The rising number of people on ten-year routes to settlement will not be reflected fully in statistics for another few years because most are not yet eligible for settlement, but the increase in individuals taking a longer route is indicated by the share of people with leave to remain seven years after initially being issued a family visa (Figure 5). For example, of the 31,600 people issued a family visa in 2015, 13% (4,100) had valid leave to remain, but not settlement or citizenship, at the end of 2022. This share is around three times greater than for cohorts arriving from 2004 to 2010 before the current system of ten-year routes to settlement was introduced.

Figure 5

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Grants of settlement are influenced by a number of factors

The number of settlement grants in a given year is not a simple reflection of immigration levels a few years earlier—settlement policy can also play a role. For example, the fall in settlement grants between 2010 and 2016, and the steady increase from 2017 onwards, owed in part to a 2012 policy change that lengthened the residence requirement for family migrants from two to five years and thus delayed some settlement grants that would otherwise have been made in earlier years (Figure 6).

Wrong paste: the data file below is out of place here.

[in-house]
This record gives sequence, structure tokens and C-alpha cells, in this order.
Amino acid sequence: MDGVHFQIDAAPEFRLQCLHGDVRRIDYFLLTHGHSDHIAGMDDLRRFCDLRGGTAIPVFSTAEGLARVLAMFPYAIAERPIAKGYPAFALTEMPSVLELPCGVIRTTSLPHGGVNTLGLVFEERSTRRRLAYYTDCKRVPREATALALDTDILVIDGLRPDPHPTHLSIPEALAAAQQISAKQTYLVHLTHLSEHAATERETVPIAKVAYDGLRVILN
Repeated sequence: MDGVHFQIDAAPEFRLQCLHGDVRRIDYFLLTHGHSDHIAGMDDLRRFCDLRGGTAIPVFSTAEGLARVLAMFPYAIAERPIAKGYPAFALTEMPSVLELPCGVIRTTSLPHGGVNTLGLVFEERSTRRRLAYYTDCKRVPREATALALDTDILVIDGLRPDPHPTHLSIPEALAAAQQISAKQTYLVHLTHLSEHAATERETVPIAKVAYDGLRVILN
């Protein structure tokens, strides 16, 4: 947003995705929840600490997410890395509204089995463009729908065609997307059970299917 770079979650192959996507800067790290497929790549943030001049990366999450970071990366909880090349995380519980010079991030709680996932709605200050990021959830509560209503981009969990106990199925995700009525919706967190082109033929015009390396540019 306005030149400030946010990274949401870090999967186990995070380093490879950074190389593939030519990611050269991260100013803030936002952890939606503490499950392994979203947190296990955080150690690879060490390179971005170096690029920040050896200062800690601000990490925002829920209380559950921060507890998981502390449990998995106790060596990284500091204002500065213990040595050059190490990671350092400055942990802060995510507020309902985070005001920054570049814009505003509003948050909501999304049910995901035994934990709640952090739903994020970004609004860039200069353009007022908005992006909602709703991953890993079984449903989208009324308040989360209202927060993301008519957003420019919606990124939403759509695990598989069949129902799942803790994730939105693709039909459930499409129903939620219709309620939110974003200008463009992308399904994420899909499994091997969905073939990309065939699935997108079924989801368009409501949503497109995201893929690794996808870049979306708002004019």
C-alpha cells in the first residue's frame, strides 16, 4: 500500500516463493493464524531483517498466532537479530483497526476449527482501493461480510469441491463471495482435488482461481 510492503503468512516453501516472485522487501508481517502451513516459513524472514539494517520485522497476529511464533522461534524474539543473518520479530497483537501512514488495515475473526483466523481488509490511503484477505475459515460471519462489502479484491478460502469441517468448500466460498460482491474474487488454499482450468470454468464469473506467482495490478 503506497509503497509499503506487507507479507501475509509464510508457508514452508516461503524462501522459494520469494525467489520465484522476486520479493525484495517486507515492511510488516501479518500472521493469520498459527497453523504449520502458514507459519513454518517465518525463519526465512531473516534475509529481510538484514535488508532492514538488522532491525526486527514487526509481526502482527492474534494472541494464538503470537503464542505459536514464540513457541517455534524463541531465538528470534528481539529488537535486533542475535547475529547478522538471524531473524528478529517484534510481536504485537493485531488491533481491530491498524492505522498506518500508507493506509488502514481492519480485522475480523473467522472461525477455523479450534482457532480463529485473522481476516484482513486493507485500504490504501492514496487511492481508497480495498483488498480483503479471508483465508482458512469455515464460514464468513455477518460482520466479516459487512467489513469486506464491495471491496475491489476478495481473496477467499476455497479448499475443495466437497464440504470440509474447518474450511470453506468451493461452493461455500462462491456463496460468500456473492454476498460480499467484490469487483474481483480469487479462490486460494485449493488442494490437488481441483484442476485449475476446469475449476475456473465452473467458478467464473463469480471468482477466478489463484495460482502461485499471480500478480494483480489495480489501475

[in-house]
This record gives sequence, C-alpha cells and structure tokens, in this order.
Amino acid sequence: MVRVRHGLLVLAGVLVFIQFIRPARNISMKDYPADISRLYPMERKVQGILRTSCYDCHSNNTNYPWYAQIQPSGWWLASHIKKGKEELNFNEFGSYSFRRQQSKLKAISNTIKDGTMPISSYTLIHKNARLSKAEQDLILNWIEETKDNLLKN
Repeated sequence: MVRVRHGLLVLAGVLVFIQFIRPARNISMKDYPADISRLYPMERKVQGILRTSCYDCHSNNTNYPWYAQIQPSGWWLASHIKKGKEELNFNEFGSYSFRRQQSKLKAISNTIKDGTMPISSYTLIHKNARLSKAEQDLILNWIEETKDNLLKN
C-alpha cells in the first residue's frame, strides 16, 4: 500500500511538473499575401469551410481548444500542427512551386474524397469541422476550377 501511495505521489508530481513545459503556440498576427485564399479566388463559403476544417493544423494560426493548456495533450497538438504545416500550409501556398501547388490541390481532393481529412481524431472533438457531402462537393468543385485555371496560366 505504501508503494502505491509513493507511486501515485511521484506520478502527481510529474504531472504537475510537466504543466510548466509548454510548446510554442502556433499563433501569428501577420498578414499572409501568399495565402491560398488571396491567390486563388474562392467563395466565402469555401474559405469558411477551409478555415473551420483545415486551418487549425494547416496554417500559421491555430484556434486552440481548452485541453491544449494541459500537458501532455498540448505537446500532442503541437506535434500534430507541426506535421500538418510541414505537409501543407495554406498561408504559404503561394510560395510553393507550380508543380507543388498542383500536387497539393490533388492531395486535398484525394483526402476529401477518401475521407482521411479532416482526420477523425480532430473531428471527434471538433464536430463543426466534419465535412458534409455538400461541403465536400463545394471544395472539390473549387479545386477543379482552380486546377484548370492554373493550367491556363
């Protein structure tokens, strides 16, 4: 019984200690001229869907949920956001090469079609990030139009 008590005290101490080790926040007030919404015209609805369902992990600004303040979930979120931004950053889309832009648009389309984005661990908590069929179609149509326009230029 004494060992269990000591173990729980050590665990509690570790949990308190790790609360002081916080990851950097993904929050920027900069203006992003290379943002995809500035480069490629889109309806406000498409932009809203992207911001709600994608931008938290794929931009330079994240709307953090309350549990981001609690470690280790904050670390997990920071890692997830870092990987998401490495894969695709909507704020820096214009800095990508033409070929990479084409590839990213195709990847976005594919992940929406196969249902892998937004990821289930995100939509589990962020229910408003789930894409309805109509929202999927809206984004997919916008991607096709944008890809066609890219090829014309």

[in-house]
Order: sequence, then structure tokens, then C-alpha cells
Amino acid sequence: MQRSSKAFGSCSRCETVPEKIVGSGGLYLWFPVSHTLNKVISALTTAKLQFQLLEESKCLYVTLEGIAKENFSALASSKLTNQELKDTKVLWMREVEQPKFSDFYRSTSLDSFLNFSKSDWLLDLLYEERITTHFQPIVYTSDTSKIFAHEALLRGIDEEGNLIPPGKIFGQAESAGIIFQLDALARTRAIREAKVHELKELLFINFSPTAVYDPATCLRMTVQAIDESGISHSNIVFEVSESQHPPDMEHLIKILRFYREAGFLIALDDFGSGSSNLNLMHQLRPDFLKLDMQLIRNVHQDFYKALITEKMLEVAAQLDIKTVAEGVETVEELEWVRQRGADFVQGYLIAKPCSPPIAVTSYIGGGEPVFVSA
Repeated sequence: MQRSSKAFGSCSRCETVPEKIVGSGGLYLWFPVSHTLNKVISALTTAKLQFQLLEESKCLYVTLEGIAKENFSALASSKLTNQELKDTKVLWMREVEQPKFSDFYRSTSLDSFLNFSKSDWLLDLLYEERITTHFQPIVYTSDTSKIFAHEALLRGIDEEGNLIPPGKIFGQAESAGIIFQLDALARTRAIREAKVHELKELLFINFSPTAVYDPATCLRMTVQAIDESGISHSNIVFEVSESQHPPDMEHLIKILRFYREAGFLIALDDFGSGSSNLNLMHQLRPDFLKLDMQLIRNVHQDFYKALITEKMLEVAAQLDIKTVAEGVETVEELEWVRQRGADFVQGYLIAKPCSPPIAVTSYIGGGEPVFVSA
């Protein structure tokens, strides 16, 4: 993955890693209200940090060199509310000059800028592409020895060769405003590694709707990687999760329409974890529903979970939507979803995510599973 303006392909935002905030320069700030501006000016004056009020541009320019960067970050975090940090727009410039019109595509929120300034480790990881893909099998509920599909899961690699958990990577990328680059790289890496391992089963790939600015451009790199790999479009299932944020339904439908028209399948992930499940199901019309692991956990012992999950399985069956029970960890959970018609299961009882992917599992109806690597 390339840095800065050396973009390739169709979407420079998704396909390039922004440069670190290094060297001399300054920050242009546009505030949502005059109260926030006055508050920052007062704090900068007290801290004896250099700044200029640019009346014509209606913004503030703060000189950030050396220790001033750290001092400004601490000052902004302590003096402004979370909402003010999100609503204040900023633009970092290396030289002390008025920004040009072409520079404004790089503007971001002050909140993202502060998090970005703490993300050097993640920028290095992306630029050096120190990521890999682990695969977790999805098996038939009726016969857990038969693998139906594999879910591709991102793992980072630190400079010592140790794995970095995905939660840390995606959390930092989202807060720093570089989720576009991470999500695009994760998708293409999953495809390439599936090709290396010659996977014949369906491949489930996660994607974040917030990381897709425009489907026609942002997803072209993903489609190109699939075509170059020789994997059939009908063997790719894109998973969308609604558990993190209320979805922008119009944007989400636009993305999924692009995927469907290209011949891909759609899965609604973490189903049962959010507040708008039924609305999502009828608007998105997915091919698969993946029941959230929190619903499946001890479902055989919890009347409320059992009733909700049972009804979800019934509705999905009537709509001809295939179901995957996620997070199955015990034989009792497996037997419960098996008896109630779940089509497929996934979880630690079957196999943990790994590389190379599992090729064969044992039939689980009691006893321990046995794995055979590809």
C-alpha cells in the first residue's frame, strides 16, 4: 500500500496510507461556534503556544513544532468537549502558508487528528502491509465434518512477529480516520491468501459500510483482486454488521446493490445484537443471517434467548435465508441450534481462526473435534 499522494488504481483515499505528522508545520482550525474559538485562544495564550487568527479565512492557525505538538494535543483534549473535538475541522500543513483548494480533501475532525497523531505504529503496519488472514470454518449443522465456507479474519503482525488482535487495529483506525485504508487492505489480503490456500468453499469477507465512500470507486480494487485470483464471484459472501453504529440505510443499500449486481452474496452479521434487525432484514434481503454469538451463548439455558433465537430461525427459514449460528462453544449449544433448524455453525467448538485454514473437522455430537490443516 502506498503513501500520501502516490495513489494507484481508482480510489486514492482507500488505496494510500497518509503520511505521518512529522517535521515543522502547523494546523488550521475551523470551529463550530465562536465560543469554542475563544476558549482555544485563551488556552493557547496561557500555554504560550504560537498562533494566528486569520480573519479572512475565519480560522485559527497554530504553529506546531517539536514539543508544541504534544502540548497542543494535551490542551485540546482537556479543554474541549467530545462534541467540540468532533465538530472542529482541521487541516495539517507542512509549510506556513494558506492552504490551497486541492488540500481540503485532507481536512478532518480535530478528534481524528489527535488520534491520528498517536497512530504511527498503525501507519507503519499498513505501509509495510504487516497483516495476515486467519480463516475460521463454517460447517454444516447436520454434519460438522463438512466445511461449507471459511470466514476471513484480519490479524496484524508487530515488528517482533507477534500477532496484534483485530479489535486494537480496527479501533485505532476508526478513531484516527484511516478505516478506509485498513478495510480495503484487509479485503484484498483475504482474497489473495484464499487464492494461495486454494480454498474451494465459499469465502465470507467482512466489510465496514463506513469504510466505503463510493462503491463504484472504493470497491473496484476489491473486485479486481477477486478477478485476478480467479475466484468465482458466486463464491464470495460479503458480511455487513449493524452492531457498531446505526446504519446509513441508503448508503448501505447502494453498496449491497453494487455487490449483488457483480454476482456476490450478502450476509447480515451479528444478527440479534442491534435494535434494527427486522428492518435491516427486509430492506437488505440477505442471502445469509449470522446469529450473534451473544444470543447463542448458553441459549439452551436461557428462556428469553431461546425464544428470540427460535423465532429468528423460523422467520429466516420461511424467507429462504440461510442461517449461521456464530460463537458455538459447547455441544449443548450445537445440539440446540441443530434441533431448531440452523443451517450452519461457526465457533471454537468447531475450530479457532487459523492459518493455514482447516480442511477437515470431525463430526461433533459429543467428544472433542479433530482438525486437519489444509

Figure 6

Another factor that influences the number of settlement decisions is the allocation of resources within the Home Office. For example, in 2010, there were around 240,000 grants of settlement, the highest level since comparable records began in 1960. This was an outlier, driven primarily by a government programme to clear an asylum backlog that resulted in grants of settlement to asylum applicants.

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The cost of an application for settlement has increased several times over the past two decades, standing at £2,885 in 2023

In 2003, a fee of £155 was introduced for an application for indefinite leave to remain. Since then, the application fee has been increased several times, reaching £2,885 on 4 October 2023 (Figure 7). This fee also applies to each dependant (i.e., partner and any children) of a non-EU citizen applying for settlement—therefore, a family of four who are all applying for settlement would need to pay £11,540 in application fees alone. These fees must be paid at the point of application and are not refunded if the application is refused.